When I first noticed my social media feeds exploding over Netflix’s advertisement for the French film Mignonnes — Cuties, in the English version — followed by #CancelNetflix trending on Twitter after the film’s release on September 9th, I assumed it would be a one and a half hour long pre-pubescent twerking frenzy. Or, “Tweens Gone Wild Twerking for Freedom,” as Radical Girlsss put it.
The film was condemned as “sick and demonic;” the director was characterized as “another Hollywood pedo” (even though Cuties is not a Hollywood film); and Texas Senator Ted Cruz called for a judicial investigation.
Understandably, I assumed the worst. Then I watched it.
I was unexpectedly moved. More nuanced than I anticipated, the film was one more cultural artifact in a long line of “Exhibit As,” demonstrating that girls are under siege. Beyond outrage, I just felt sad, overwhelmed by what girls are up against as they are rushed down a steel-jaw trapped path on their way to “womanhood.”
Cuties is essentially a warning about what happens when we throw girls to the Big Tech/Big Porn/Big Pop Culture wolves: abandoning them to porn-inspired prescriptions about how they should act and be in the world. It is a social critique of what follows when we dismantle the guardrails and allow a misogynistic, violent, exhibitionist, internet culture to ravage girls — a culture that trains them to wield their immature bodies as currency; a culture that encourages girls on the outskirts of sexual maturity to present themselves as sexually mature and knowing; a culture that urges them to weaponize the limited tools at their disposal.
The experiences of African immigrant girls transplanted into French society is the basis for the film made in 2017 and screened at the 2020 Sundance Film Festival, where Senegalese-French director Maïmouna Doucouré (now on the receiving end of death threats) won the World Cinema Dramatic Directing Award.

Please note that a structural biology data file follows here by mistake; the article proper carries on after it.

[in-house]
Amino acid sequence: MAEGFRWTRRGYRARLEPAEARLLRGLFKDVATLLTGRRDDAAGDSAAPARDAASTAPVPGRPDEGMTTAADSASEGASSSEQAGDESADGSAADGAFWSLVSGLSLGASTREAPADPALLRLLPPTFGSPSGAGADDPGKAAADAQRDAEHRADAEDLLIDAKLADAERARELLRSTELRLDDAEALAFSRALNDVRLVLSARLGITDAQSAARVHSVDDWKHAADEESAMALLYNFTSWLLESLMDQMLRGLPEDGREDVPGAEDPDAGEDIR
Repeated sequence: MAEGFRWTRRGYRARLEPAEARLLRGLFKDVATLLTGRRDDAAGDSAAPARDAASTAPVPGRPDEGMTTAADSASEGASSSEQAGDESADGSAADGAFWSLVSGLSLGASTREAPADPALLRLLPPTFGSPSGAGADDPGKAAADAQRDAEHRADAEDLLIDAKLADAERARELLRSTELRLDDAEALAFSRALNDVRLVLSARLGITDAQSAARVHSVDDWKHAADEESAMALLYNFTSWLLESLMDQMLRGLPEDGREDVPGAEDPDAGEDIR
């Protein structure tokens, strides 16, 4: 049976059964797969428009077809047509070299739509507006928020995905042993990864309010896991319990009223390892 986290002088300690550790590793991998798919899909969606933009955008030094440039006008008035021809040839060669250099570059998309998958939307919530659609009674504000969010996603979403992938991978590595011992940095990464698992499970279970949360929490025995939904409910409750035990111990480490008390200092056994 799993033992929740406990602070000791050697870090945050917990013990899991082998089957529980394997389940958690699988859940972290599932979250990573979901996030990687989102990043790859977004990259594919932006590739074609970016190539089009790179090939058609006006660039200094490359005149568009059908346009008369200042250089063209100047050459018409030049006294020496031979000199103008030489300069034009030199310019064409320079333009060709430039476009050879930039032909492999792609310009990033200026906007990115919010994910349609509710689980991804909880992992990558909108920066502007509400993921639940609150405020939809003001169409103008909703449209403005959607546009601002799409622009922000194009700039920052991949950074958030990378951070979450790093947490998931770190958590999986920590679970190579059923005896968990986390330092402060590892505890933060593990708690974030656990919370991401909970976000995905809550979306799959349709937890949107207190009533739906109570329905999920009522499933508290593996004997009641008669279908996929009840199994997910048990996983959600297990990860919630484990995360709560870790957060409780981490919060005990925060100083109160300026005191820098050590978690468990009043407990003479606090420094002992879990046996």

Starring 14-year-old Fathia Youssouf as Amy, Cuties explores the lives of young girls growing up in the middle of two cultures — one demonizing female sexuality, the other exploiting it and calling it freedom — and the oppression inherent in both. Rolling Stone’s characterization of the film as “closer at times to a nature documentary than a handwringing melodrama” is right.
The film juxtaposes the teachings of Amy’s strict Senegalese-Muslim community (“Do you know where the devil is? In those naked women”) with the praise of the girl gang whose validation she yearns for (“They loved you! See how many likes we have?”) Having newly moved into a Parisian banlieue housing estate, with its poverty, overcrowding, and deprivation, it is not difficult to understand how our young protagonist might be tempted by the apparent freedom of her peers. In a jarring physical, mental, spiritual thunderclap at film’s end, she discovers the emancipation on offer is a delusion.
Those engaging with the film’s multiple layers were labelled child abusers and pedophiles; those expressing reservations were, at the other extreme, “terrified of child sexuality.” Wherever one lands, it is important to consider Maïmouna Doucouré’s motivations.
In her film, she determined to capture the experiences of girls from immigrant families living in Paris after witnessing a group of adolescents twerking publicly. She felt they were being robbed of their youth. Doucouré explained that she “recreated the little girl who I was at that age. Growing up in two cultures is what gave me the strength and the values I have today.” Adding, “As a child, that question of how to become a woman was my obsession.” She told a panel of film makers in Toronto that the idea for the film came to her after attending a neighbourhood gathering in Paris where she saw a group of 11-year-olds performing a “very sexual, very sensual” dance. She then spent a year and a half doing research and meeting with hundreds of preteens to prepare for the film. “I needed to know how they felt about their own femininity in today’s society and how they dealt with their self-image at a time when social media is so important…” In a video for Netflix, she explains: